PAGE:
20
Aug
10

Measure what you want to improve

So this story from the LA Times is making its way all around the big truck, but I figure it (and its implications) need a bit more coverage — thus, this post.  I particularly like Ken’s Patrick’s take on the matter:

The Los Angeles teachers union president said Sunday he was organizing a “massive boycott” of The Times after the newspaper began publishing a series of articles that uses student test scores to estimate the effectiveness of district teachers.“You’re leading people in a dangerous direction, making it seem like you can judge the quality of a teacher by … a test,” said A.J. Duffy, president of United Teachers Los Angeles, which has more than 40,000 members.

Forgive me, as I’m not a teacher, and I’m childless, but if I’m asked to judge the quality of a teacher at all, by what metric should I judge if not by student performance? By how nice a teacher is during parent-teacher conferences?  By whether she’s a union delegate?  By her students’ self-esteem, even if they can’t multiply 11 by 12?

The Times study allows for, and takes into account, that teachers in different schools are given students of varying preparation and ability, by measuring teachers within individual schools and by using student improvement, as opposed to simple scores, to gauge effectiveness.

Pretty incisive stuff, and quite similar to what I’d have written (though I’d probably have said “fuck” a lot).  Ken Patrick deviates from my take in only one detail:

Why is it that the only people, seemingly in America, who oppose judging schoolteachers by the performance of their students, are … teachers?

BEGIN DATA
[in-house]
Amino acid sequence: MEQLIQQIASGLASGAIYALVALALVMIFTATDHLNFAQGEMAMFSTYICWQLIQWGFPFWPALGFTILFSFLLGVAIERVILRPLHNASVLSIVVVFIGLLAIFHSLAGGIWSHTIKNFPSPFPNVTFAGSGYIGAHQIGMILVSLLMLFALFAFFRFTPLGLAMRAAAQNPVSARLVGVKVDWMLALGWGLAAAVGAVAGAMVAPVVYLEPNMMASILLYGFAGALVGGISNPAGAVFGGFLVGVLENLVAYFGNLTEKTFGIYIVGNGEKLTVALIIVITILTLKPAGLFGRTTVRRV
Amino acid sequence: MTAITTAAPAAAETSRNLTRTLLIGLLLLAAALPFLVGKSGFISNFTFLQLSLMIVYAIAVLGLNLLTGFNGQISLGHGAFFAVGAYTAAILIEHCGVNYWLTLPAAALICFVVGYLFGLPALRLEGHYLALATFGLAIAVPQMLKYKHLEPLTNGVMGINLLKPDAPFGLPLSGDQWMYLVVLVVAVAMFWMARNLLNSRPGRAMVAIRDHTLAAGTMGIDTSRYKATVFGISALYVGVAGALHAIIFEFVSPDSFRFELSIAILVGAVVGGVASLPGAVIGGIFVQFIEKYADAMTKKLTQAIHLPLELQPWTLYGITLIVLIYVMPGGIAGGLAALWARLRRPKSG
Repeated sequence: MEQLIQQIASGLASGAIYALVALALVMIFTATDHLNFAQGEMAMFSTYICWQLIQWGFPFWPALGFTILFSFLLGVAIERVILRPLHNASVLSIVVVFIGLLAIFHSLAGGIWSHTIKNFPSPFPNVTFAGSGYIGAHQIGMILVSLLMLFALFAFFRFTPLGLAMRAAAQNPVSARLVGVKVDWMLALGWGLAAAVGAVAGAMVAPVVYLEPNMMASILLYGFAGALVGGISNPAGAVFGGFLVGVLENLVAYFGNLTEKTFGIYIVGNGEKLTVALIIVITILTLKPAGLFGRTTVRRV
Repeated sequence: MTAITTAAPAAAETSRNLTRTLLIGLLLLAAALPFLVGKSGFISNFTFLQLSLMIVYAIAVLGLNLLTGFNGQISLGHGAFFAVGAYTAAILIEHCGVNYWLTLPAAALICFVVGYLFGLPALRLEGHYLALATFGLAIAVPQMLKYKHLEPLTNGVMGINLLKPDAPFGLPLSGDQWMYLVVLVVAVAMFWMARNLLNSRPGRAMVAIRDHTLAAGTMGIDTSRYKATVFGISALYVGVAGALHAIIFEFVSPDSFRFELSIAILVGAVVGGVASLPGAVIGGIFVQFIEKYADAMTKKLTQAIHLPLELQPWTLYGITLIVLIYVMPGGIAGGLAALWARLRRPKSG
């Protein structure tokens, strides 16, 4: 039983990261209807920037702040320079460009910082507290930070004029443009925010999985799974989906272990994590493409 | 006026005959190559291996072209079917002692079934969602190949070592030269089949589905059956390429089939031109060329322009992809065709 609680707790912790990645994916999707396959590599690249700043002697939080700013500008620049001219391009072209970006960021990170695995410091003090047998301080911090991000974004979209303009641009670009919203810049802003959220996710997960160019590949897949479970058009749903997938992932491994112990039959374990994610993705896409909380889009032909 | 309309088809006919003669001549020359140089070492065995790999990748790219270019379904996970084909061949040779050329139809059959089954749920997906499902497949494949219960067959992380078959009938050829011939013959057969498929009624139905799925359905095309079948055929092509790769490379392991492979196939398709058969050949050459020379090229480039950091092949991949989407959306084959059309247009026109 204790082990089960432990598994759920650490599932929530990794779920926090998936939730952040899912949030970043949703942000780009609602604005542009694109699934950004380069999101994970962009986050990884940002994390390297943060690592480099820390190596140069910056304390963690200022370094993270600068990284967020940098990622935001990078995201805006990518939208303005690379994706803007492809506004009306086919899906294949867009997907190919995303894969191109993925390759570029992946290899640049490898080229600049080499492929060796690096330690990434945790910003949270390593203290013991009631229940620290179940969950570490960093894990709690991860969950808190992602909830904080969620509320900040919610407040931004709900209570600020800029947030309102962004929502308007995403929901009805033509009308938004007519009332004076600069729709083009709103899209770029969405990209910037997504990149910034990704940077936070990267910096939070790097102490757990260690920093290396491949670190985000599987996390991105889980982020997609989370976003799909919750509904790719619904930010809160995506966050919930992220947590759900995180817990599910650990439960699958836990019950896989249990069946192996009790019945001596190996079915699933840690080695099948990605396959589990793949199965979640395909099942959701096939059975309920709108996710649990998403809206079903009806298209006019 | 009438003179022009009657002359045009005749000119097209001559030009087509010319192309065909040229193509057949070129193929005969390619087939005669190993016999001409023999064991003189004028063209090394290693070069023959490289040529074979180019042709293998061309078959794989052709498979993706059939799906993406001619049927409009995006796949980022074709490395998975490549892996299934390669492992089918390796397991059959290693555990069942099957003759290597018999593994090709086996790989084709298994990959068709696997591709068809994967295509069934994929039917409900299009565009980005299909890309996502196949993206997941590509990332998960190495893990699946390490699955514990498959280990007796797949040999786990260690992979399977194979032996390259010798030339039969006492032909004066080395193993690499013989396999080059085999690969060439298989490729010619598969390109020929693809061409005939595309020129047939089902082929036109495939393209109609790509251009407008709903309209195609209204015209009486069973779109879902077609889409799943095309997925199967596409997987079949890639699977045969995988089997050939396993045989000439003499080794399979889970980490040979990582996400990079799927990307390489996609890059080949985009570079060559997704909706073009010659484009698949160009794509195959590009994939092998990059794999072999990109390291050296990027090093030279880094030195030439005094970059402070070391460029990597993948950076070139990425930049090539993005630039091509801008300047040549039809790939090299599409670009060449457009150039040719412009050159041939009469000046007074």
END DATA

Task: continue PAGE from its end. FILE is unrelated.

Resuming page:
(Emphasis added.)

It is of course teachers’ unions that object so consistently and so strenuously to measuring teacher performance.  Much like judging a nation’s people by their government, it’s misleading — bordering on invidious — to judge a population of teachers by the bellicose bloviations of their union leaders.  I rather suspect that a lot of hard-working and terrifically able teachers resent the fact that not only is their performance being deliberately ignored, but that this policy is enforced by people who purport to have their best interests at heart and with whom they are contractually forced to associate.

And yes, I know: teaching to a test is not the same as teaching the material; there are many factors beyond teacher performance in student performance; blah blah fucking blah.  None of that is any excuse willfully to avoid gathering data to improve student outcomes, and as far as I’m concerned A.J. Duffy’s position is tantamount to child abuse.

I don’t often say this about the legacy media, but go give the LA Times some ad views.

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3 Responses to “Measure what you want to improve”


  1. August 20, 2010 at 16:52

    Hey I love Ken like a virtual brother, but he didn’t write that.

    • August 20, 2010 at 17:07

      D’oh! Fixed.

      I suppose I could start measuring the mean time between my multi-author blog misattributions. I think I’ve done that once with Alex Tabarrok (attributing his post to Tyler Cowen), once with Seamus Hogan (attributing to Eric Crampton), and now once with you and Ken.


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